Officers, N.C.O.s and Men of the 1st Battalion, Buried in Poperinghe Old Military Cemetery.
This cemetery contains a total of 451 Commonwealth burials (403 from the UK and 48 from Canada) + 2 from Germany. Of the Commonwealth burials 32 are “Known Unto God“.
The Cemetery contains 2 named soldiers of the Cheshire Regiment who both died of wounds. (Photo right: WW1 Cemeteries.com)
The town of Poperinge was in the hands of the British for most of the war. Although it was fairly close to Ypres, it was just out of range of almost all enemy guns. It became a base for Casualty Clearing Stations and it was there that these two men died, probably of wounds received during the First Battle of Ypres.
Click the links below to learn more about the 2 named soldiers of the 1st Battalion, Cheshire Regiment, buried here.
Grave: I.M.22. Died of wounds: 16 or 18 November 1914 Age: 34
Personal: Herbert was born at 46 Cathcart Street, Birkenhead, Cheshire, in June 1879 (baptised on 15th at St. Paul’s, Birkenhead). He was the son of Robert (Marine Engineer) and Alice (née Finley) Barnes and had three older siblings, Alice, Edward William Joseph and Ernest (see Footnote below), and two younger sister, Maud and Margery Annie. (1881 Census RG 11/3579)
By 1891 (Census RG 12/2882) the family had moved to 129 Vittoria Street, Birkenhead, and the 1901 Census (RG 13/3389) shows Herbert living with his parents and younger sister, Maud, at 12 Lord Street, Birkenhead, and working – like his father – as a “Marine Engineer“.
By 1911 (Census RG 14/21966) Herbert had left home and his parents and Maud had moved again to 149 Bridge Street, Birkenhead. [N.B. That Census shows that Robert and Alice had been 41 years and had had a total of 16 children, only 5 had survived until then. Alice died later in the year, aged 62.)
On 13th September 1913 at St George the Martyr Church, Abbey Hey, Lancashire, Herbert married Cabella Phythian. They had a son, Edward, born in the June quarter 1913. [N.B. Cabella’s father’s name was recorded on the Marriage Certificate as Thomas Wootton (deceased). Another boy, Robert H. Barnes, was born in the June quarter 1914 with mother’s maiden name ‘Wootton‘.)
The ‘Register of Soldiers’ Effects‘ shows a “Debit Balance“, so nothing of his belongings were returned, despite Herbert making a “Will in favour of Mo(ther)”.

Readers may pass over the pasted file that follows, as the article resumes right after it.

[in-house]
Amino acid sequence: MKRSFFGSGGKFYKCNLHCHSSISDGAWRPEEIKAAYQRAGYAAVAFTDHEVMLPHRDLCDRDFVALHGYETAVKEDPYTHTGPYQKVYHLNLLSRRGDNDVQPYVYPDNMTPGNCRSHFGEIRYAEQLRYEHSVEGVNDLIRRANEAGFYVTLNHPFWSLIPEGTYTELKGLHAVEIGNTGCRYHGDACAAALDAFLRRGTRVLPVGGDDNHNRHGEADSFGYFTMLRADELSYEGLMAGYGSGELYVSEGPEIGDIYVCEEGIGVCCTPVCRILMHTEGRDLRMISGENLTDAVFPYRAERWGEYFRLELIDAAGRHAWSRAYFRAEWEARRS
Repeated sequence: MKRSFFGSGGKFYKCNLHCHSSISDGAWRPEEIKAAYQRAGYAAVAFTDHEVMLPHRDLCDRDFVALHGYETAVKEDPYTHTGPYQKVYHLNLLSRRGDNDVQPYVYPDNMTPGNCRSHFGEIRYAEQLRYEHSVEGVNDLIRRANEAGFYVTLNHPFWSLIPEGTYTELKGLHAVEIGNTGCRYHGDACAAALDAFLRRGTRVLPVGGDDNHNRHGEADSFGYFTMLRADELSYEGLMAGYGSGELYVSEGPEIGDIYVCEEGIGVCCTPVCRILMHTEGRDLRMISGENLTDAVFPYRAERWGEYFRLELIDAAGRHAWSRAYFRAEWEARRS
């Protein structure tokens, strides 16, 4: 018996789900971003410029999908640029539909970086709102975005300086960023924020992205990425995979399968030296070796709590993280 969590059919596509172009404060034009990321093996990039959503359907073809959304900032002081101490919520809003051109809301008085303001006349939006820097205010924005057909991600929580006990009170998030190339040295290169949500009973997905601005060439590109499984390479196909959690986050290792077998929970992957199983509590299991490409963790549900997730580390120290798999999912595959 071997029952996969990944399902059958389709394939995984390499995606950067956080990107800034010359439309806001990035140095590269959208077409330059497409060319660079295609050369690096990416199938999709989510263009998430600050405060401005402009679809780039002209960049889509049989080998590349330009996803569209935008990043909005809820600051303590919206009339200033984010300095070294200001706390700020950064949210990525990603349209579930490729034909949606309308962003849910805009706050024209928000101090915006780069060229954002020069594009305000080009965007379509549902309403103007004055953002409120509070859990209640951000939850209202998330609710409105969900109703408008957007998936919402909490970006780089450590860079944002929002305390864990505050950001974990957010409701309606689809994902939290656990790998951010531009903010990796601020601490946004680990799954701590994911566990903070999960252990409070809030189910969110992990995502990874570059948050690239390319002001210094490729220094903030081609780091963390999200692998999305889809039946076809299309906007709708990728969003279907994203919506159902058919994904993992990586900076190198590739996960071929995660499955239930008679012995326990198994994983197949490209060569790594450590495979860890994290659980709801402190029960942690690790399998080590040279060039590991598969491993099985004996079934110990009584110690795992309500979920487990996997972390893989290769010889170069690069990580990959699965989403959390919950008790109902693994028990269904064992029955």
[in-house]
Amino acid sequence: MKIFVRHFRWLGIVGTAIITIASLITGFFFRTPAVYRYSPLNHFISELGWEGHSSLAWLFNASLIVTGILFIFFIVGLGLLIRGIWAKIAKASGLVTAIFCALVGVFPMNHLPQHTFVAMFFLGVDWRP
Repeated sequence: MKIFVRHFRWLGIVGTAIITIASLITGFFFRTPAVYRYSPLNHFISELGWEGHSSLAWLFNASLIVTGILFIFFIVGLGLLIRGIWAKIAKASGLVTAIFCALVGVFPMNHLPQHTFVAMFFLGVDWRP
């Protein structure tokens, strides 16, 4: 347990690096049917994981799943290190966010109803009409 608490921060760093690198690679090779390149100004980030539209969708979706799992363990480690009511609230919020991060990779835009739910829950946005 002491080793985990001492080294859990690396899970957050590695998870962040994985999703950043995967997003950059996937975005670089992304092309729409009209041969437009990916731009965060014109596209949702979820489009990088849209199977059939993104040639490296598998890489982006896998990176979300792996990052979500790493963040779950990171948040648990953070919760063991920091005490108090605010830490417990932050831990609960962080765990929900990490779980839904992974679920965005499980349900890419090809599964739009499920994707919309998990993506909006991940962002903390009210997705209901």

Military Service: Currently Herbert’s Army records are unavailable, destroyed in Second World War bombing; all that is known is that Herbert enlisted at Chester.
His Medal Index Card is also unavailable and he does not appear on the list of the original 1st Battalion who arrived in France on 16th August so he had probably arrived with one of the contingents of reinforcements in September and October.
The Battalion took up its position in the trenches at Ypres on 4th November 1914 and between then and moving into reserve dugouts on the 20th they had 35 killed and 99 wounded.
It is most likely that Herbert was one of them and died at No 4 Clearing Hospital, in operation in Poperinghe from 31st October to 1st December 1914.
Herbert’s brother, Pte. 60987 Ernest Barnes, died of wounds on 5th September 1918, serving with the 23rd Battalion, Cheshire Regiment.
He had formerly served as Pte. 48698, Lancashire Fusiliers and was the husband of Bertha Barnes, of West End Council School House, Moss Street, Ashton-under-Lyne. He is buried in Grave I.A.7., Le Grand Beaumart British Cemetery, Steenwerck.
Grave: I.M.35. Died of wounds: 24 November 1914 Age: 26
Personal: Luke was born in St Mary’s Parish, Stockport, Cheshire, in the March quarter 1888, the youngest child of John Thomas and Mary Jane (née Jones) Hopwood. In 1891 (Census RG 12/3316) he was living with his paternal grandparents, Luke and Elizabeth Hopwood, at 569 Middle Street, Chadderton, Lancashire. Luke’s mother, Mary, died at about the same time Luke was born.